In Bangladesh,Hijra/transgender people have been recognized as ‘Third gender’ by the government, influenced by rigorous and continued advocacy and consultation by concerned stakeholders including sub-recipient Bandhu Social Welfare Society and the National Human Rights Commission (NHRC), and informed by evidence developed by the Programme. In Nepal, work with the NHRC and national stakeholders by sub-recipient Blue Diamond Society helped provide the community with evidence and political advocacy for the country to recognize a ‘Third gender’ categoryand to introduce "others" in the citizenship and immigration card in 2013. Further, sexual orientation and gender identity issues were included in school level curricula and the National Human Rights Commission institutionalised a position of Human Rights Officer dealing with MSM/transgender complaints.
Service provision in Afghanistan and Pakistan has reached over 40,000 MSM and transgender people and almost 10,000 were tested for HIV and knew their results in 2014. The service delivery programme is the only such one in Afghanistan providing HIV testing and STI diagnosis and treatment services for MSM and transgender people. Also in Afghanistan, MSM and transgender people were included in the national IBBS and National HIV Strategy for the first timefollowing advocacy facilitated through the Programme.
Six national Monitoring and Evaluation System Strengthening workshops were convened to review the inclusion of MSM and transgender people in national reporting. As a result, national AIDS programmes are conducting Integrated Biological and Behavioural Surveillance Survey (IBBS)/size estimation exercises in three countries with support from Joint UN Teams on AIDS, which for the first time include MSM and transgender people as key populations.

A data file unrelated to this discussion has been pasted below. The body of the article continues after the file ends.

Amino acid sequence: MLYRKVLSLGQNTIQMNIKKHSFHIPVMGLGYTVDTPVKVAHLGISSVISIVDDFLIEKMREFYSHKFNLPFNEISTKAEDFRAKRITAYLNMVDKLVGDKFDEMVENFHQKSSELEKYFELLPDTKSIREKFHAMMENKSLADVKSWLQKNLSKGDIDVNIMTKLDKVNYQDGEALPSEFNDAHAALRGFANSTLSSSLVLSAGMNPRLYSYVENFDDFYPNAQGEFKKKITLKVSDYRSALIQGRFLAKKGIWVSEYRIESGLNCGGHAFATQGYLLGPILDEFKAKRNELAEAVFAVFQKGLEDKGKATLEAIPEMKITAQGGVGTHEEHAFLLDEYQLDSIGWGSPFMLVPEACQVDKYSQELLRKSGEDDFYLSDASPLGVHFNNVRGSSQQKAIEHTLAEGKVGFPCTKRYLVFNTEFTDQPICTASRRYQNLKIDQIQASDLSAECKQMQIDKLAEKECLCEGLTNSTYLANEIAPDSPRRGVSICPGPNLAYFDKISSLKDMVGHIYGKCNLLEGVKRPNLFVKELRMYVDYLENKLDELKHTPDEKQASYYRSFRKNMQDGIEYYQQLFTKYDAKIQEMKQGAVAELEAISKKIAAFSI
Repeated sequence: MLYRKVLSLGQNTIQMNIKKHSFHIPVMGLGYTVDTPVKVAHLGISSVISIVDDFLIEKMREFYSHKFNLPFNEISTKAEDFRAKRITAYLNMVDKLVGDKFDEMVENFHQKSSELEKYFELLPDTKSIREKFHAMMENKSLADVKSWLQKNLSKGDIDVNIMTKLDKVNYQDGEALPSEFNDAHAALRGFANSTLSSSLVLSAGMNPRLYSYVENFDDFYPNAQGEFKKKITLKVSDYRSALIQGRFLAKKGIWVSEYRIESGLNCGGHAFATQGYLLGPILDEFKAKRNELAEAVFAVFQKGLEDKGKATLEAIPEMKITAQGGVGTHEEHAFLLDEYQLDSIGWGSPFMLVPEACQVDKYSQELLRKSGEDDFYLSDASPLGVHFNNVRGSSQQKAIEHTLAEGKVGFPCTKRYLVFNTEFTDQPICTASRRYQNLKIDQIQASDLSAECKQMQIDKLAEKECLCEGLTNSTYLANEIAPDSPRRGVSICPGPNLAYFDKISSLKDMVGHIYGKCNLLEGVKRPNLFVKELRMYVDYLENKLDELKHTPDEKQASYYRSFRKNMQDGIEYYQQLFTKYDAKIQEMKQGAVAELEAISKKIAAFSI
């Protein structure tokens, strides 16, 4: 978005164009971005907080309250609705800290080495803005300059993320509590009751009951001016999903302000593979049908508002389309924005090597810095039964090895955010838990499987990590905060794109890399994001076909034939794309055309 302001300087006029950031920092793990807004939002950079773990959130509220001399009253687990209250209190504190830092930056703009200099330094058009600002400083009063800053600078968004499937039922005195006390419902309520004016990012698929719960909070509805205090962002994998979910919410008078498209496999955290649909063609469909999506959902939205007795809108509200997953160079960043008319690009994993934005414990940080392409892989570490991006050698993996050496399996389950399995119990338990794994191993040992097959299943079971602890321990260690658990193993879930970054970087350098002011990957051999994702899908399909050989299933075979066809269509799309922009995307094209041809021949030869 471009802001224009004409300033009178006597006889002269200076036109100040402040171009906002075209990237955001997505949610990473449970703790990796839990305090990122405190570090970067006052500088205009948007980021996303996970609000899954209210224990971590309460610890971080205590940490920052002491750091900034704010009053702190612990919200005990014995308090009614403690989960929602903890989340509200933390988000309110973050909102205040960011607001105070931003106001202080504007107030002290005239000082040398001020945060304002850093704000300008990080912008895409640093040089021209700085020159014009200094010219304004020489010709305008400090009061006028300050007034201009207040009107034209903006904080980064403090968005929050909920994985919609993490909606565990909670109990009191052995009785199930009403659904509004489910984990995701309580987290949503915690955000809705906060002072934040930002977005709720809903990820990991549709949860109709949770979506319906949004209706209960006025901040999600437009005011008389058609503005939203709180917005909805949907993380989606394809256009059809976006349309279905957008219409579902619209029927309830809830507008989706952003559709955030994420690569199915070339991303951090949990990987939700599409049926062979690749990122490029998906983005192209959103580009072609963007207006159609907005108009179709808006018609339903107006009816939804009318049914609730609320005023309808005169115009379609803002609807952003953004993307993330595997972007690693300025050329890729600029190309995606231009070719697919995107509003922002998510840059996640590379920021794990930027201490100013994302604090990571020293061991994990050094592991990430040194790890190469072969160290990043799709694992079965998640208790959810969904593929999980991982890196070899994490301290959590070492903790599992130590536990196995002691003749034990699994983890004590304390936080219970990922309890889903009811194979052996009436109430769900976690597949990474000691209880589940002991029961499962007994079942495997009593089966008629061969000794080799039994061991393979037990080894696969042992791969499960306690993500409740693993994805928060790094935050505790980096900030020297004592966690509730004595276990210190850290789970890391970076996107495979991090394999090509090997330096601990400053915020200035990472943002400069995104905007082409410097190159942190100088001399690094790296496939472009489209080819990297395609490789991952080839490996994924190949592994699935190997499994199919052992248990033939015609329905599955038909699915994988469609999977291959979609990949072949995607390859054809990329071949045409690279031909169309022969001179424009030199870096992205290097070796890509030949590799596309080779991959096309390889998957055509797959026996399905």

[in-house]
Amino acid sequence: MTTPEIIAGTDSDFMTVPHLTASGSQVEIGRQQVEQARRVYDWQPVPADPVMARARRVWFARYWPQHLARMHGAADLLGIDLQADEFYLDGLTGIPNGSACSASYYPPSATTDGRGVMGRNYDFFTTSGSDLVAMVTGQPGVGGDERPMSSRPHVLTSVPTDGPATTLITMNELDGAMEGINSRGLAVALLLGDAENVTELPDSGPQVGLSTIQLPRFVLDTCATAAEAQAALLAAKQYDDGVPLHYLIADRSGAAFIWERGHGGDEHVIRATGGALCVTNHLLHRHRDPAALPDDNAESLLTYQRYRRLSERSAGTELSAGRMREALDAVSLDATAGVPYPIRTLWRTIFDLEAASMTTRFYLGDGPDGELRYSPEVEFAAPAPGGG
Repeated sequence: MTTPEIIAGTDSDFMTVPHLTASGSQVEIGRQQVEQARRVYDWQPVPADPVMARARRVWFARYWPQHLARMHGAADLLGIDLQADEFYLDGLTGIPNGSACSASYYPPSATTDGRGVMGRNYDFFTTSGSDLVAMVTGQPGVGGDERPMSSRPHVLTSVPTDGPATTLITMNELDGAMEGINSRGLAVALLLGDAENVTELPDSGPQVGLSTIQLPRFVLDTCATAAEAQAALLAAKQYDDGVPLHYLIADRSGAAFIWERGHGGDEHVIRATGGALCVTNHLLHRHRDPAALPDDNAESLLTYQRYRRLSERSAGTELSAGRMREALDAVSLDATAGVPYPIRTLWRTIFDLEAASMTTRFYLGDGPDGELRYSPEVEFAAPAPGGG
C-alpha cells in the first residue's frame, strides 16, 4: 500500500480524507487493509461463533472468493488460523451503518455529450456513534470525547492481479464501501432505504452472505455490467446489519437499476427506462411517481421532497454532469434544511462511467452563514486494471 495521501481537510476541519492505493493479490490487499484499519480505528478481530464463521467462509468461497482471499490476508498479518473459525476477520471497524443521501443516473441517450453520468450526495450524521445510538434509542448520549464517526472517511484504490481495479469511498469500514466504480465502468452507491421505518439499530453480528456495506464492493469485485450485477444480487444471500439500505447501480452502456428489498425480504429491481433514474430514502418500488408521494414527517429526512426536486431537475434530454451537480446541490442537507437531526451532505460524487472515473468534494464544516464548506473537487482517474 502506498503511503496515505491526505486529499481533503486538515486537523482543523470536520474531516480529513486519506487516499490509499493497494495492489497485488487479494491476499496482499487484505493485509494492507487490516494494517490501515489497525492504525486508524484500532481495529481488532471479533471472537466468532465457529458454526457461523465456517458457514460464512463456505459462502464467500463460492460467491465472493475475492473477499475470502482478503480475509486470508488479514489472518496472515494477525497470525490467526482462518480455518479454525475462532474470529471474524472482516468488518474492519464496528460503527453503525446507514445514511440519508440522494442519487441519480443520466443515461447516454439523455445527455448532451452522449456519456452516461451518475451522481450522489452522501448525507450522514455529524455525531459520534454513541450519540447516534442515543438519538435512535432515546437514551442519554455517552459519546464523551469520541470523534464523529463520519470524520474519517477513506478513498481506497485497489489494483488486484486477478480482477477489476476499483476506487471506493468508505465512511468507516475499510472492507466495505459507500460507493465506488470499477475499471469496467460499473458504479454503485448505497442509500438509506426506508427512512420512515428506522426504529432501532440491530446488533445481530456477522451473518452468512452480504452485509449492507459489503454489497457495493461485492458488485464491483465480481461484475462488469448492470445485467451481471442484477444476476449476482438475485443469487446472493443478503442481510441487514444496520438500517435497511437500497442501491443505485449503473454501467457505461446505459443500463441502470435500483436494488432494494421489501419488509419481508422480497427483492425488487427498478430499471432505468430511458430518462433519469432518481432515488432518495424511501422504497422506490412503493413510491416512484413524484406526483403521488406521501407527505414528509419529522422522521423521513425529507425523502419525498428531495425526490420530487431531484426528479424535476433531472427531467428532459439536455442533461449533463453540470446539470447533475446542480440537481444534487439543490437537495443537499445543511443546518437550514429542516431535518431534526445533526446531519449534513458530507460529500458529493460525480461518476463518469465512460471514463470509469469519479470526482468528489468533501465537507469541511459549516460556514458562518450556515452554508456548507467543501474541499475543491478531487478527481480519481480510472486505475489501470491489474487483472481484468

MSM and transgender groups were included in the IBBS and National HIV Strategic Plan in Pakistan, thanks to advocacy efforts of sub-recipient, Naz Male Health Alliance (NMHA). NMHA has also been included in the Punjab AIDS Strategy 2012-2018 as the Government’s key partner in HIV prevention and support services for MSM and transgender people.
In Bhutan, an IBBS formative assessment was undertaken which will lay the foundation for inclusion of MSM and transgender people in subsequent national IBBS. Additionally, Bhutan conducted the first MSM and transgender mapping study, and a formal assessment of stigma among health care providers.
Exposure visits for community-based organizations from Afghanistan, Bhutan, India, Nepal and Pakistan with their peers have increased knowledge sharing on organizational governance and advocacy strategies. After a visit to Nepal, MSM and transgender people have formed the first Bhutanese MSM and transgender community group.
Over 60 community based organizations are directly benefiting through community systems strengthenging and advocacy capacity building efforts.
Who finances it?
Phase 2 of the programme, which will run from July 2013 to December 2015, is supported by a $16.7 million grant from the Global Fund to Fight AIDS, Tuberculosis and Malaria.
Programme start date
Programme end date
Afghanistan, Bangladesh, Bhutan, India, the Maldives, Nepal, Pakistan, Sri Lanka